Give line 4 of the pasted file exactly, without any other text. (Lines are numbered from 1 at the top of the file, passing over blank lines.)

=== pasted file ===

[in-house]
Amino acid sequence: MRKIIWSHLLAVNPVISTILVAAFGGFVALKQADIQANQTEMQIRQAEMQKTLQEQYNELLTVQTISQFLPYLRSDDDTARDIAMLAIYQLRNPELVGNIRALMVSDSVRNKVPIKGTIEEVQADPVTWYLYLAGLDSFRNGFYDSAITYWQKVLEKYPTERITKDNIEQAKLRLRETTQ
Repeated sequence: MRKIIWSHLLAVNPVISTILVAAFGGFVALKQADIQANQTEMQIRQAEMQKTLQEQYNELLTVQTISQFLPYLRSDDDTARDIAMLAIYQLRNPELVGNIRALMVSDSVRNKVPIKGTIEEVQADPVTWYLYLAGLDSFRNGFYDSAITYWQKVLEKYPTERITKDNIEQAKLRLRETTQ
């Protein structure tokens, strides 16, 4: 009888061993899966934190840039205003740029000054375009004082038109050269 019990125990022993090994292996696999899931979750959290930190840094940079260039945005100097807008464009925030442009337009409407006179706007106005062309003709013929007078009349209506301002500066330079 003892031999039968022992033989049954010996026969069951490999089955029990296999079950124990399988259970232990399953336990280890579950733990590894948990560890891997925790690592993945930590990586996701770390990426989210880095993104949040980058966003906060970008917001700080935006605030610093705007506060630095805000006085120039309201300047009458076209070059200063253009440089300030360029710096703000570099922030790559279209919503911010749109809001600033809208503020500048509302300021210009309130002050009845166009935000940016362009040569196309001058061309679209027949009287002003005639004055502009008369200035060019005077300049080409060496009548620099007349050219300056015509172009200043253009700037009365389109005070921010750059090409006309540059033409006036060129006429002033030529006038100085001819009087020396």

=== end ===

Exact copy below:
């Protein structure tokens, strides 16, 4: 009888061993899966934190840039205003740029000054375009004082038109050269 019990125990022993090994292996696999899931979750959290930190840094940079260039945005100097807008464009925030442009337009409407006179706007106005062309003709013929007078009349209506301002500066330079 003892031999039968022992033989049954010996026969069951490999089955029990296999079950124990399988259970232990399953336990280890579950733990590894948990560890891997925790690592993945930590990586996701770390990426989210880095993104949040980058966003906060970008917001700080935006605030610093705007506060630095805000006085120039309201300047009458076209070059200063253009440089300030360029710096703000570099922030790559279209919503911010749109809001600033809208503020500048509302300021210009309130002050009845166009935000940016362009040569196309001058061309679209027949009287002003005639004055502009008369200035060019005077300049080409060496009548620099007349050219300056015509172009200043253009700037009365389109005070921010750059090409006309540059033409006036060129006429002033030529006038100085001819009087020396």